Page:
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Beverages

Demand for Alcohol Strong Amid COVID-19 Outbreak

Market has not seen major disruptions due to coronavirus, Cowen report shows
Beer sales
Photograph: Shutterstock

NEW YORK — The U.S. alcohol beverage market has not experienced any major disruptions because of the COVID-19, or coronavirus, outbreak, industry experts said, and consumer demand for alcohol remains strong.

New York-based Cowen Inc. held a COVID-19 Virtual Conference Series with experts such as Lester Jones, chief economist for the National Beer Wholesalers Association, and Sarah Barrett, executive editor for Wine & Spirits Daily. Cowen’s report of the conference showed the supply chain is uninterrupted (at least for now), off-premise bumps are expected and timing remains the biggest question moving forward.

Distributors have supplied the requisite amount of product into their respective channel and should be able to efficiently balance the mix between core alcohol beverages and other need-based products moving forward, the report said.

Consumer demand for alcohol remains strong, evident in high traffic and velocity in off-premise. There is no firm timeline on when social-distancing measures will end, resulting in consumers loading their pantries with alcohol.

“This should provide a near-term bump in off-premise alcohol sales and help to partially offset the lost consumption that will be felt in the on-premise channel, which typically accounts for 18% to 20% of total volumes,” the report said.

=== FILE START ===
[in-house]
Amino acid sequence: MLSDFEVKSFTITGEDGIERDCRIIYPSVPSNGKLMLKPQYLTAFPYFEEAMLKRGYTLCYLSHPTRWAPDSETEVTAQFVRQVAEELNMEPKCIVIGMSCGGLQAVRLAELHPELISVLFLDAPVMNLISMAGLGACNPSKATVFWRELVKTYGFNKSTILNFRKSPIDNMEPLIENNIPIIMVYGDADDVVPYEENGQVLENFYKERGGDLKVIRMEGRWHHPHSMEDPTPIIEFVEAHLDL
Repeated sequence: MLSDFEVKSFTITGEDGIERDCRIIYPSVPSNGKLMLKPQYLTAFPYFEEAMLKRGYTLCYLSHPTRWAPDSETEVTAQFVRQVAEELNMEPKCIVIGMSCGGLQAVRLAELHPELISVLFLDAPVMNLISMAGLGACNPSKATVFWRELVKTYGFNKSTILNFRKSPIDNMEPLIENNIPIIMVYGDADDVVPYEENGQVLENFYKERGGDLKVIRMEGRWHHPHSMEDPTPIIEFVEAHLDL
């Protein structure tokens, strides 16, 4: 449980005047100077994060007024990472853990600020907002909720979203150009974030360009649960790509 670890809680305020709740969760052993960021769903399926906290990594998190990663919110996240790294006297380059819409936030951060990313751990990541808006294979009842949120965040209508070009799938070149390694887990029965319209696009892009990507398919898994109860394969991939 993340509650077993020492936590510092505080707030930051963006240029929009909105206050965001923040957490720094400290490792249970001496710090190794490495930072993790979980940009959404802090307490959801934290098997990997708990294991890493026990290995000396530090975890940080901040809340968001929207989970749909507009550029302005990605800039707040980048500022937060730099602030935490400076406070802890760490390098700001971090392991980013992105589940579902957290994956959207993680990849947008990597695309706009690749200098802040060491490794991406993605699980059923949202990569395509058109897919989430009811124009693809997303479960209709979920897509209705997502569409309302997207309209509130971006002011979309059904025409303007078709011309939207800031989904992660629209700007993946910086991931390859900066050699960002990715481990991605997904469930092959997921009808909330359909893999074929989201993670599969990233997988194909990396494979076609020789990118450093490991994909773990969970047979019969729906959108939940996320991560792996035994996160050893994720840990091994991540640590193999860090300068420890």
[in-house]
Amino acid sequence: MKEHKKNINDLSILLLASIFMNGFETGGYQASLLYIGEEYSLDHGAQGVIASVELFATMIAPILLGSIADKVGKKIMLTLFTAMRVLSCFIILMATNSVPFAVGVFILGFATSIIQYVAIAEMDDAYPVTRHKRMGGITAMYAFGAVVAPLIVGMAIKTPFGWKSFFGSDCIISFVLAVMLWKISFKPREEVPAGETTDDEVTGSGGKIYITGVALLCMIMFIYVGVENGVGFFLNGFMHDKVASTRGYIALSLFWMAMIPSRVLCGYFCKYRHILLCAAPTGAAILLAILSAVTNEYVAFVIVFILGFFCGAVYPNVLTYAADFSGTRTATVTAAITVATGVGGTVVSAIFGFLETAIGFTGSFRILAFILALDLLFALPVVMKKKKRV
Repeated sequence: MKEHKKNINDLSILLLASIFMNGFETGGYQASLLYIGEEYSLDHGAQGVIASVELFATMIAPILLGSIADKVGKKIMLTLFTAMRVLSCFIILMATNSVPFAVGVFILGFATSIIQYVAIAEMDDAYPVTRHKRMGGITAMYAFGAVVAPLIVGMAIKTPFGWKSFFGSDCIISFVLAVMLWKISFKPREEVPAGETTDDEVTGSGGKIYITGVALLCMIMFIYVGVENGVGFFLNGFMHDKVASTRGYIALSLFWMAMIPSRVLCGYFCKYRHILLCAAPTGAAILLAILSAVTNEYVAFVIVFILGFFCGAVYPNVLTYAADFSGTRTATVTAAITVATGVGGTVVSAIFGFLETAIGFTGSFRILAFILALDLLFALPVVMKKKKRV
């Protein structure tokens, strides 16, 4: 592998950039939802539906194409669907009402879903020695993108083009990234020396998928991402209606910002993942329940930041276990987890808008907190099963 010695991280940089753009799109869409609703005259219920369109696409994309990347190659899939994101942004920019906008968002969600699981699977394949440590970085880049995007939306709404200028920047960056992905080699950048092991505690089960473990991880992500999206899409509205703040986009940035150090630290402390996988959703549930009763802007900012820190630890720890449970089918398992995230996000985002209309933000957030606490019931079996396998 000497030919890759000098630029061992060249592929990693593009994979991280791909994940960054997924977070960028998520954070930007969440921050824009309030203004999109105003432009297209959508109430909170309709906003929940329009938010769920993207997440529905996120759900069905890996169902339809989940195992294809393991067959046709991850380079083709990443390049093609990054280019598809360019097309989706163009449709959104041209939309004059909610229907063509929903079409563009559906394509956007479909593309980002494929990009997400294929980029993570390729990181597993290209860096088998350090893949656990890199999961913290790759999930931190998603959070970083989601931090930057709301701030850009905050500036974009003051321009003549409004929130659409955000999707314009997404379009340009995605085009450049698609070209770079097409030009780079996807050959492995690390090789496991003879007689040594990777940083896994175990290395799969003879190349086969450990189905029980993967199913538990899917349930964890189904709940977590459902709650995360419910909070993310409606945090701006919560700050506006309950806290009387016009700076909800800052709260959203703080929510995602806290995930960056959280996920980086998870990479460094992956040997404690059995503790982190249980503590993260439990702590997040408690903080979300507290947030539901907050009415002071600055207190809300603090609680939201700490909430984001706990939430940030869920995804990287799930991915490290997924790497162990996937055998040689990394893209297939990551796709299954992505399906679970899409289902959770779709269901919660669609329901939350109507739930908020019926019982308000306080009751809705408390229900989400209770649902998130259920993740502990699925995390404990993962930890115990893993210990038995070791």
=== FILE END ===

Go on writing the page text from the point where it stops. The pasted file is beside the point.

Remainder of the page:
Sales on alcohol delivery platforms haven risen. Boston-based mobile ordering app Drizly has seen a sales increase of 300% to 500% since January in cities such as Boston, Chicago and Seattle, and the average basket spend was about 30% above normal levels, according to the report.

It’s difficult to predict when the COVID-19 situation will end, analysts said, and estimates and guidance for the publicly traded alcohol companies will need to be reset. The first quarter of the year is normally the lowest-volume quarter of the year, which provides opportunities for the following higher-volume months to in part normalize the recent disruption to the category.

Constellation Brands, maker of Corona, Modelo, Funky Buddha and other beers, is among the most at-risk due to its exposure to California and New York, where major cities are under self-imposed lockdowns; however, major metro areas also have the best infrastructure for at-home delivery of alcohol, analysts said.

The Victor, N.Y.-based company released a statement Feb. 28 that said Corona sales remain strong, despite “unfounded concerns” about the spread of the coronavirus affecting its business. 

Companies will also need to revisit their advertising strategy because they can no longer focus on sporting events, which have largely been canceled due to the virus, according to the Cowen report.

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